According to new research in the journal JAMA Neurology, activities that stimulate the mind can help prolong the mental health of seniors. So next time you’re hanging with your parents or grandparents, bring along your laptop or a deck of cards — it might just help to keep them healthy.
Researchers followed nearly 2,000 cognitively healthy participants aged 70 to 93 for four years, and every 15 months or so, the participants were polled on how often they did certain activities and had their brain function assessed.
Although more research is needed to confirm the findings, the study suggests that “being engaged mentally is good for brain health.”
The research looked at five activities in particular:
- playing games like bridge or chess
- going to movies or participating in other forms of socializing
- doing crafts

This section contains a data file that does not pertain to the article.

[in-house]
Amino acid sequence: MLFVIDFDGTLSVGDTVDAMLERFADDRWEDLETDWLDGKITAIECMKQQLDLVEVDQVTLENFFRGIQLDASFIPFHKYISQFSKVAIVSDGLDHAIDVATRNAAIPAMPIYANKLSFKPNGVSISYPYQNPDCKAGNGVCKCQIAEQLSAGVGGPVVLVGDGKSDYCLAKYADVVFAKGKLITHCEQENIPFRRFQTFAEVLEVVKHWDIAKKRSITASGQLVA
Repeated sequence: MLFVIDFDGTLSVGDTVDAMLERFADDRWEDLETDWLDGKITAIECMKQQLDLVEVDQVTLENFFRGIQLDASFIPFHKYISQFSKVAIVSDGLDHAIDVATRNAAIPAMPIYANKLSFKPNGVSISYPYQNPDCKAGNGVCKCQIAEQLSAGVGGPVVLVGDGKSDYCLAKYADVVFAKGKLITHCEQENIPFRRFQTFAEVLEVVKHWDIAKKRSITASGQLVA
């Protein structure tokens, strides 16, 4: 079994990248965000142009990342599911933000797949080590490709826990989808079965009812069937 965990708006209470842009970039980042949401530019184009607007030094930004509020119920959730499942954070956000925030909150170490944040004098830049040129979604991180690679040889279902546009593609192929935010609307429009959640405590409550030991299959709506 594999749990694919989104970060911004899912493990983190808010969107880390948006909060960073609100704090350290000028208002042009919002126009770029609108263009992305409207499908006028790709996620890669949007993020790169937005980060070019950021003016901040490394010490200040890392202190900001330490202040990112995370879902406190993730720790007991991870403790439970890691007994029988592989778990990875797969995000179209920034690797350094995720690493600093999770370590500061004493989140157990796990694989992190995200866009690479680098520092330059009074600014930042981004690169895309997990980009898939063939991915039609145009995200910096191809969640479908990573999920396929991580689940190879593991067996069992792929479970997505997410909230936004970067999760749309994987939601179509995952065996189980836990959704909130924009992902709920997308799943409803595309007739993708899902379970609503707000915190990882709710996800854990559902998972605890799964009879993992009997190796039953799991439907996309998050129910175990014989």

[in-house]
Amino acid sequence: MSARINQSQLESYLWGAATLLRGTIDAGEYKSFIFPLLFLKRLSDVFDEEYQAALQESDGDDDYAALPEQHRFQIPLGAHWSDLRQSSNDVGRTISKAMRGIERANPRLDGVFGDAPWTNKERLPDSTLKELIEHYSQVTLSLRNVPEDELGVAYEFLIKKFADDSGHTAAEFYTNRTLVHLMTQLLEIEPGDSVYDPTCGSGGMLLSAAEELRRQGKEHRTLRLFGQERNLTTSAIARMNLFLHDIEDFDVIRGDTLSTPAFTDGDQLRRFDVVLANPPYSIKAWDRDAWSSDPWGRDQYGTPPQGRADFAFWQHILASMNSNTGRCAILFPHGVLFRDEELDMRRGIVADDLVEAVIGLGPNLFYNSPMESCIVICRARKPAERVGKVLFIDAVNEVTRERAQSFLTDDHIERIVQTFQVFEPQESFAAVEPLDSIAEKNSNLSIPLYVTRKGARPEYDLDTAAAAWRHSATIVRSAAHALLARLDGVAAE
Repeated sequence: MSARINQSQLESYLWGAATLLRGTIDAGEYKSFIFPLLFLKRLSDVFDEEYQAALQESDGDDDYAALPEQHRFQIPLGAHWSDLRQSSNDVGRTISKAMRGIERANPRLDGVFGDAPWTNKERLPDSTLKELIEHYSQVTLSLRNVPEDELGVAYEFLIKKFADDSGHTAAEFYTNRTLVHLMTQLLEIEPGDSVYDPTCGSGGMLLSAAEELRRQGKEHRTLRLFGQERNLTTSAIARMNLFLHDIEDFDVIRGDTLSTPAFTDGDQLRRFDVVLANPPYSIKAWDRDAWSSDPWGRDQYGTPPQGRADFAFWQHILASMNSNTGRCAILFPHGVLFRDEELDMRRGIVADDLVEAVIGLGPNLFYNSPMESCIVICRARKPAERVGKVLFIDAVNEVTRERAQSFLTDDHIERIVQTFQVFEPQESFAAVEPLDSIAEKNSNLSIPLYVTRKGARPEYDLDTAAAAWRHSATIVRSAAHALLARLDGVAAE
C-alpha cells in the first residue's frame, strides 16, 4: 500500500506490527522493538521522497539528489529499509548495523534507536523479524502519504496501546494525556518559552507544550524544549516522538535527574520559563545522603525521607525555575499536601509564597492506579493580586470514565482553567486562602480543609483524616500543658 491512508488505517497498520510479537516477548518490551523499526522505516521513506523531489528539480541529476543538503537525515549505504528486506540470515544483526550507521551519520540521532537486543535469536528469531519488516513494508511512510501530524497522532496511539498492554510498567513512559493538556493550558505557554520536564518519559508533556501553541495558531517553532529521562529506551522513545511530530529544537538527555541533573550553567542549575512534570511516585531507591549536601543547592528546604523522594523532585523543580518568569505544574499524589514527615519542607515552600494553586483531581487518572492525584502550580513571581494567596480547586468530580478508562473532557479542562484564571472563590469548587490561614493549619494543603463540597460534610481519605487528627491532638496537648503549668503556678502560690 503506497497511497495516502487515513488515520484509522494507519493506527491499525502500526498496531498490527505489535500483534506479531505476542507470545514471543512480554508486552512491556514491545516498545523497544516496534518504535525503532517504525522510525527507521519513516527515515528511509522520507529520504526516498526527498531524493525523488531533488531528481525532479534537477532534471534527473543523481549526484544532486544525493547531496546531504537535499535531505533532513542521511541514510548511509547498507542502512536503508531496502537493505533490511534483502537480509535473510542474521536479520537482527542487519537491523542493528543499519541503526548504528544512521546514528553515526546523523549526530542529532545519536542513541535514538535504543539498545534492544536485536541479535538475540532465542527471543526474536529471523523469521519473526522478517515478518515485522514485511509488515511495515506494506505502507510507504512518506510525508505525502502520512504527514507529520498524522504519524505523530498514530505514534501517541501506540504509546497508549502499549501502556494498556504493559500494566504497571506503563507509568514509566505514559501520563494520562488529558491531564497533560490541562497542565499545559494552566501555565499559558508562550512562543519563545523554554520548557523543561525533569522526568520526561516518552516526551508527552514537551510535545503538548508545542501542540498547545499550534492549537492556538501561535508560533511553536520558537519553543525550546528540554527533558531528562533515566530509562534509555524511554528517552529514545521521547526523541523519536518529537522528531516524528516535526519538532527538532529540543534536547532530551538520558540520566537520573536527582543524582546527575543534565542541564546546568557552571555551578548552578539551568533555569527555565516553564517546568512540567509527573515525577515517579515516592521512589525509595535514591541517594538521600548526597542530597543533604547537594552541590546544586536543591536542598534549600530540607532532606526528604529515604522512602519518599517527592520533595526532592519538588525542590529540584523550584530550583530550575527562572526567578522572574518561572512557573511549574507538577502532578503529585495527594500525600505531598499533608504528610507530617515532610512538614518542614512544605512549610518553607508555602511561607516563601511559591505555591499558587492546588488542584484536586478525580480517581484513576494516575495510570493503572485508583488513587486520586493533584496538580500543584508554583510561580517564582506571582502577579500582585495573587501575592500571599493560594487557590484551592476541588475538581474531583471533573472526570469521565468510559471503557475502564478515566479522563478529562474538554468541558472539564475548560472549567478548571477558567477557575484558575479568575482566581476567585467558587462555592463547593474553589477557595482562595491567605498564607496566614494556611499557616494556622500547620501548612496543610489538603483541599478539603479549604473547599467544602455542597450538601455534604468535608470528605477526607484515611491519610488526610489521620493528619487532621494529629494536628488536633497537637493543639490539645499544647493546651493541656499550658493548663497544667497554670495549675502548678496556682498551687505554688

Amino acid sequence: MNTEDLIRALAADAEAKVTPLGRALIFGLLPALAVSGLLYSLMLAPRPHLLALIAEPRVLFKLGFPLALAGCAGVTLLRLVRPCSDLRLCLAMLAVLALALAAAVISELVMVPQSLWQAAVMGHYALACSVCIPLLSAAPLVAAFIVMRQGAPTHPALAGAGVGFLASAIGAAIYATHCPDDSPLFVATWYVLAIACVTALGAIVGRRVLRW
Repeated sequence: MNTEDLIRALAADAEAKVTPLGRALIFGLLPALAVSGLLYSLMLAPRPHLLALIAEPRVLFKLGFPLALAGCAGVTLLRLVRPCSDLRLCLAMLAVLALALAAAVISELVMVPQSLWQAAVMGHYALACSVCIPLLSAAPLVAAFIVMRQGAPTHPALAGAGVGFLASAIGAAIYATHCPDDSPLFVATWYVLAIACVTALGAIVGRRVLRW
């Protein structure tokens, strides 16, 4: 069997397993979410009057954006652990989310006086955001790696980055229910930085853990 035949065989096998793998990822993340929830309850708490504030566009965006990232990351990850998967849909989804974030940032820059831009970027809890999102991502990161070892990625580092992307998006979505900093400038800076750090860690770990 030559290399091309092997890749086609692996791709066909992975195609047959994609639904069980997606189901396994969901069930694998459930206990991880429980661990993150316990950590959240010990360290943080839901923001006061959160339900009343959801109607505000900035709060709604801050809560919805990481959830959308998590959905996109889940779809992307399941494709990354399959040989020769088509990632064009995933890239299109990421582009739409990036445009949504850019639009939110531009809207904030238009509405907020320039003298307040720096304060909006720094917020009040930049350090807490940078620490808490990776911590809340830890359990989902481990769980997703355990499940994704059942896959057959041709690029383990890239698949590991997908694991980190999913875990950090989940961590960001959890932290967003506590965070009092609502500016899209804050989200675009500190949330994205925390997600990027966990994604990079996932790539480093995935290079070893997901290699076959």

- using a computer (can be as simple as surfing the web)
- reading books
With the surprising exception of reading books, researchers found a correlation with the other four activities and prolonged mental health. Well that’s strange — we figured reading would be the most helpful. Shows what we know…
“Cognitively normal elderly individuals who engage in specific mentally stimulating activities even in late life have a decreased risk of incident mild cognitive impairment,” the study concludes.
In fact, subjects were between 20 to 30 per cent less likely to develop dementia during the four year study if, at least once a week, they participated in one of the four activities.
This doesn’t mean you have to rush out and buy the latest mind stimulating games and gadgets for your aging loved ones either.
“They don’t have to spend their life savings,” said Yonas Geda, the study’s senior author and a neurologist in Arizona. The “computer time” in the study excluded virtual games and focused on simple activities like searching the internet or checking emails.
So, if the seniors in your life hold any of these habits — playing games, surfing the web, socializing or sewing — you should encourage them to keep at it. And if they don’t, well, they’re never too old to learn. And neither are you.